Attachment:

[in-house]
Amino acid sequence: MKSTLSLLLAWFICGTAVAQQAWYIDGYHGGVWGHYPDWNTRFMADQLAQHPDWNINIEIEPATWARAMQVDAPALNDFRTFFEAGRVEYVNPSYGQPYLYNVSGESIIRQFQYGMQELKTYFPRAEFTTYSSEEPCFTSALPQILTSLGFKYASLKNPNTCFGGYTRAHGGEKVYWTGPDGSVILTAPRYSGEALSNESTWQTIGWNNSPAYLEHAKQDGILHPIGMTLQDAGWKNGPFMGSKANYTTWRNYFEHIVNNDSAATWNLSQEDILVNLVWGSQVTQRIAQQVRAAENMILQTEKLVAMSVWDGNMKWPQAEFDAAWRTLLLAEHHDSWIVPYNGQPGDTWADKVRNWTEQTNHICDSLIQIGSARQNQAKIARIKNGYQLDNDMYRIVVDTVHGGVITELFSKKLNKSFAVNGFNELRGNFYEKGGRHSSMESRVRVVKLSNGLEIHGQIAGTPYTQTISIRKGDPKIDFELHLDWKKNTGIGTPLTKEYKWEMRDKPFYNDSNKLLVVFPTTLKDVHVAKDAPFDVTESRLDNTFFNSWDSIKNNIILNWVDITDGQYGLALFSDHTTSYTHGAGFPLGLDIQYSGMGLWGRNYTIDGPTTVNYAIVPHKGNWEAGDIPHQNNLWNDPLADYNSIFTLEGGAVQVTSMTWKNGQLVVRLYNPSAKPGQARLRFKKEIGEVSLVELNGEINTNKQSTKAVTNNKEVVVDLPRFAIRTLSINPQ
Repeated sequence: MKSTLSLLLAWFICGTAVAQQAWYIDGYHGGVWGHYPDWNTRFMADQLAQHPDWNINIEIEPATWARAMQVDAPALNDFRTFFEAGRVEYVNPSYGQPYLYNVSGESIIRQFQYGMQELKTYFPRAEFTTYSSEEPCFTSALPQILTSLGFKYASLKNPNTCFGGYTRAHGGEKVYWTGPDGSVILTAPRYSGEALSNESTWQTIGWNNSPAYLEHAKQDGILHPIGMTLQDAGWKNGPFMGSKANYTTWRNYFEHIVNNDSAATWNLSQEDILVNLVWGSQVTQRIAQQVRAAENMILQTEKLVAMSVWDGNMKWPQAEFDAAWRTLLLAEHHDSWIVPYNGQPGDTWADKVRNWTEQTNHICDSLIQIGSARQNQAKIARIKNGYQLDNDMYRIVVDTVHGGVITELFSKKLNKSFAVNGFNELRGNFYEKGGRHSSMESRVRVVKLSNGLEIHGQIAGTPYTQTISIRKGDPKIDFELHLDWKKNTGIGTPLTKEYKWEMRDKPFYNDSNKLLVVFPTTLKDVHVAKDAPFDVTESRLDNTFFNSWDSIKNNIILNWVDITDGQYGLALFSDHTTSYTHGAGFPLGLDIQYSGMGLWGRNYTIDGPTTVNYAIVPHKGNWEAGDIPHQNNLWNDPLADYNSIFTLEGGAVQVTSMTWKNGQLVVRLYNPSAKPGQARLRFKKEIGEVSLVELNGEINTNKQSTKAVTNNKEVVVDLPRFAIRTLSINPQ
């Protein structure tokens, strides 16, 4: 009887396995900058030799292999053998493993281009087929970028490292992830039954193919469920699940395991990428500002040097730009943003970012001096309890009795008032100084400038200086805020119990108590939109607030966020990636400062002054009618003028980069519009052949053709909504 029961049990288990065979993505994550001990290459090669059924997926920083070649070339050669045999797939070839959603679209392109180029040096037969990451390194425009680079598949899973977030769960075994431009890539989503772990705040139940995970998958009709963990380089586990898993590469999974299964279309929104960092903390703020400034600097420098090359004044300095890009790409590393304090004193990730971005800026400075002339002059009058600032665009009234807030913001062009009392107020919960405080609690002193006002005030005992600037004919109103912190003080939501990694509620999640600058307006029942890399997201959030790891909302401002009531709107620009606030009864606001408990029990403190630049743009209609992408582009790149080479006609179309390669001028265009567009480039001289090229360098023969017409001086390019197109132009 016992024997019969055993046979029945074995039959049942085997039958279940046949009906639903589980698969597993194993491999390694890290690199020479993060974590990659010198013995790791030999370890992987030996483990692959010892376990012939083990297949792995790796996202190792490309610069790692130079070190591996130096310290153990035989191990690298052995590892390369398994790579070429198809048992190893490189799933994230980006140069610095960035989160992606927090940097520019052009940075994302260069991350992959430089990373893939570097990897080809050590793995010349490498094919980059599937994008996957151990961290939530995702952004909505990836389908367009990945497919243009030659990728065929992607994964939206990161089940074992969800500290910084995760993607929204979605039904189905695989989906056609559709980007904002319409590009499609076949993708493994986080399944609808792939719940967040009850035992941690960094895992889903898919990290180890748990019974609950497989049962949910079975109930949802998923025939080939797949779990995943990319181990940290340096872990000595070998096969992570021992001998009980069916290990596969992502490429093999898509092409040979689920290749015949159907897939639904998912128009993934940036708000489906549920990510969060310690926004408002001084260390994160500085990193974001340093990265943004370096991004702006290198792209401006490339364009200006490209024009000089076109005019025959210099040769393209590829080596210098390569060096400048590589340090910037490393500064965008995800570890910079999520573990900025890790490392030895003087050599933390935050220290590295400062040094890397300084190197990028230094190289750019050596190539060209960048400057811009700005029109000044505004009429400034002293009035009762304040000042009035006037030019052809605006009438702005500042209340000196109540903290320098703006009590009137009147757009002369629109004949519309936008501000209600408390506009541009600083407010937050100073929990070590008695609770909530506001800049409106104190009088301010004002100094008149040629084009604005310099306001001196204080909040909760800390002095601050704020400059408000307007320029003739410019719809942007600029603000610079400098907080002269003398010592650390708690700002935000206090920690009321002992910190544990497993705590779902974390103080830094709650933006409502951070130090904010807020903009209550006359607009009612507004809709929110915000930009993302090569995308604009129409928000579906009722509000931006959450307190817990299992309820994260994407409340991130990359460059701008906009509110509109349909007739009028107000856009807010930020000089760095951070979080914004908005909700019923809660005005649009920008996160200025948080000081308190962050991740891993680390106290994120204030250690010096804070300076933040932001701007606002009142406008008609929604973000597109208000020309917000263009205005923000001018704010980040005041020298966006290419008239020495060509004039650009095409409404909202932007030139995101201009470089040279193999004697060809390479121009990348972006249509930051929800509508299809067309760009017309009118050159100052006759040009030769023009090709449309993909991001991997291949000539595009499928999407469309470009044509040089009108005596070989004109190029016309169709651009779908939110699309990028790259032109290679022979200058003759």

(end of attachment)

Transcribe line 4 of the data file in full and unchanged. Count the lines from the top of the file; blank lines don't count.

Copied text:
């Protein structure tokens, strides 16, 4: 009887396995900058030799292999053998493993281009087929970028490292992830039954193919469920699940395991990428500002040097730009943003970012001096309890009795008032100084400038200086805020119990108590939109607030966020990636400062002054009618003028980069519009052949053709909504 029961049990288990065979993505994550001990290459090669059924997926920083070649070339050669045999797939070839959603679209392109180029040096037969990451390194425009680079598949899973977030769960075994431009890539989503772990705040139940995970998958009709963990380089586990898993590469999974299964279309929104960092903390703020400034600097420098090359004044300095890009790409590393304090004193990730971005800026400075002339002059009058600032665009009234807030913001062009009392107020919960405080609690002193006002005030005992600037004919109103912190003080939501990694509620999640600058307006029942890399997201959030790891909302401002009531709107620009606030009864606001408990029990403190630049743009209609992408582009790149080479006609179309390669001028265009567009480039001289090229360098023969017409001086390019197109132009 016992024997019969055993046979029945074995039959049942085997039958279940046949009906639903589980698969597993194993491999390694890290690199020479993060974590990659010198013995790791030999370890992987030996483990692959010892376990012939083990297949792995790796996202190792490309610069790692130079070190591996130096310290153990035989191990690298052995590892390369398994790579070429198809048992190893490189799933994230980006140069610095960035989160992606927090940097520019052009940075994302260069991350992959430089990373893939570097990897080809050590793995010349490498094919980059599937994008996957151990961290939530995702952004909505990836389908367009990945497919243009030659990728065929992607994964939206990161089940074992969800500290910084995760993607929204979605039904189905695989989906056609559709980007904002319409590009499609076949993708493994986080399944609808792939719940967040009850035992941690960094895992889903898919990290180890748990019974609950497989049962949910079975109930949802998923025939080939797949779990995943990319181990940290340096872990000595070998096969992570021992001998009980069916290990596969992502490429093999898509092409040979689920290749015949159907897939639904998912128009993934940036708000489906549920990510969060310690926004408002001084260390994160500085990193974001340093990265943004370096991004702006290198792209401006490339364009200006490209024009000089076109005019025959210099040769393209590829080596210098390569060096400048590589340090910037490393500064965008995800570890910079999520573990900025890790490392030895003087050599933390935050220290590295400062040094890397300084190197990028230094190289750019050596190539060209960048400057811009700005029109000044505004009429400034002293009035009762304040000042009035006037030019052809605006009438702005500042209340000196109540903290320098703006009590009137009147757009002369629109004949519309936008501000209600408390506009541009600083407010937050100073929990070590008695609770909530506001800049409106104190009088301010004002100094008149040629084009604005310099306001001196204080909040909760800390002095601050704020400059408000307007320029003739410019719809942007600029603000610079400098907080002269003398010592650390708690700002935000206090920690009321002992910190544990497993705590779902974390103080830094709650933006409502951070130090904010807020903009209550006359607009009612507004809709929110915000930009993302090569995308604009129409928000579906009722509000931006959450307190817990299992309820994260994407409340991130990359460059701008906009509110509109349909007739009028107000856009807010930020000089760095951070979080914004908005909700019923809660005005649009920008996160200025948080000081308190962050991740891993680390106290994120204030250690010096804070300076933040932001701007606002009142406008008609929604973000597109208000020309917000263009205005923000001018704010980040005041020298966006290419008239020495060509004039650009095409409404909202932007030139995101201009470089040279193999004697060809390479121009990348972006249509930051929800509508299809067309760009017309009118050159100052006759040009030769023009090709449309993909991001991997291949000539595009499928999407469309470009044509040089009108005596070989004109190029016309169709651009779908939110699309990028790259032109290679022979200058003759």